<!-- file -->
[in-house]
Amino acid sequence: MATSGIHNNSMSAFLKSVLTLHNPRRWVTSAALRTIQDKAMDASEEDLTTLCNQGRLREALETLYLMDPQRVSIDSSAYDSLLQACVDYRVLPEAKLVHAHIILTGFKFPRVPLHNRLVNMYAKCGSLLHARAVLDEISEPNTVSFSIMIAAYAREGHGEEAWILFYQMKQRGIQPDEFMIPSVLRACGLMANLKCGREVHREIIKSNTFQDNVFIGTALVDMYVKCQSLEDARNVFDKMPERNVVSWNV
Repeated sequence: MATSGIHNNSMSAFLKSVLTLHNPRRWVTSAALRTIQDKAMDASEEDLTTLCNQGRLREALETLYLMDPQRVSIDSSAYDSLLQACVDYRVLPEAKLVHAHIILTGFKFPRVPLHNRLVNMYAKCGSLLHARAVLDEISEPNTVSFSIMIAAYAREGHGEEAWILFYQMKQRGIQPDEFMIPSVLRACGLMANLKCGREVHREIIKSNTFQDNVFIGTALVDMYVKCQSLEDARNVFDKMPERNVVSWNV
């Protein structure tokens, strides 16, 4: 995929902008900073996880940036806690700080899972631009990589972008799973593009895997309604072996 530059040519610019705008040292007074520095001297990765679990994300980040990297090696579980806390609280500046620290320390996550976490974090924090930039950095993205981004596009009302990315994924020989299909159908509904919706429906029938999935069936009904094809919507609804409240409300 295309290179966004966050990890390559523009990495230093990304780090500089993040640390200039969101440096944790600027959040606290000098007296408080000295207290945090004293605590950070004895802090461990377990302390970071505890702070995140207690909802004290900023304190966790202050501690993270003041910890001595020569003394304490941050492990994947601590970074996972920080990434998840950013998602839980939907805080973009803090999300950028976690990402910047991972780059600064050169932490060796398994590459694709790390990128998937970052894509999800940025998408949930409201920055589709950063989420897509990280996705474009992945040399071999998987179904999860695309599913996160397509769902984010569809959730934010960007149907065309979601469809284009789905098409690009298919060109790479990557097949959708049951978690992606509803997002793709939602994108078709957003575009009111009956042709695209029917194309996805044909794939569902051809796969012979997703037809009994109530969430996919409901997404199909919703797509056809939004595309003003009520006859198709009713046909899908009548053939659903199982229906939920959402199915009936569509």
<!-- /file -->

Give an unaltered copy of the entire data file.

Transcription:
[in-house]
Amino acid sequence: MATSGIHNNSMSAFLKSVLTLHNPRRWVTSAALRTIQDKAMDASEEDLTTLCNQGRLREALETLYLMDPQRVSIDSSAYDSLLQACVDYRVLPEAKLVHAHIILTGFKFPRVPLHNRLVNMYAKCGSLLHARAVLDEISEPNTVSFSIMIAAYAREGHGEEAWILFYQMKQRGIQPDEFMIPSVLRACGLMANLKCGREVHREIIKSNTFQDNVFIGTALVDMYVKCQSLEDARNVFDKMPERNVVSWNV
Repeated sequence: MATSGIHNNSMSAFLKSVLTLHNPRRWVTSAALRTIQDKAMDASEEDLTTLCNQGRLREALETLYLMDPQRVSIDSSAYDSLLQACVDYRVLPEAKLVHAHIILTGFKFPRVPLHNRLVNMYAKCGSLLHARAVLDEISEPNTVSFSIMIAAYAREGHGEEAWILFYQMKQRGIQPDEFMIPSVLRACGLMANLKCGREVHREIIKSNTFQDNVFIGTALVDMYVKCQSLEDARNVFDKMPERNVVSWNV
């Protein structure tokens, strides 16, 4: 995929902008900073996880940036806690700080899972631009990589972008799973593009895997309604072996 530059040519610019705008040292007074520095001297990765679990994300980040990297090696579980806390609280500046620290320390996550976490974090924090930039950095993205981004596009009302990315994924020989299909159908509904919706429906029938999935069936009904094809919507609804409240409300 295309290179966004966050990890390559523009990495230093990304780090500089993040640390200039969101440096944790600027959040606290000098007296408080000295207290945090004293605590950070004895802090461990377990302390970071505890702070995140207690909802004290900023304190966790202050501690993270003041910890001595020569003394304490941050492990994947601590970074996972920080990434998840950013998602839980939907805080973009803090999300950028976690990402910047991972780059600064050169932490060796398994590459694709790390990128998937970052894509999800940025998408949930409201920055589709950063989420897509990280996705474009992945040399071999998987179904999860695309599913996160397509769902984010569809959730934010960007149907065309979601469809284009789905098409690009298919060109790479990557097949959708049951978690992606509803997002793709939602994108078709957003575009009111009956042709695209029917194309996805044909794939569902051809796969012979997703037809009994109530969430996919409901997404199909919703797509056809939004595309003003009520006859198709009713046909899908009548053939659903199982229906939920959402199915009936569509």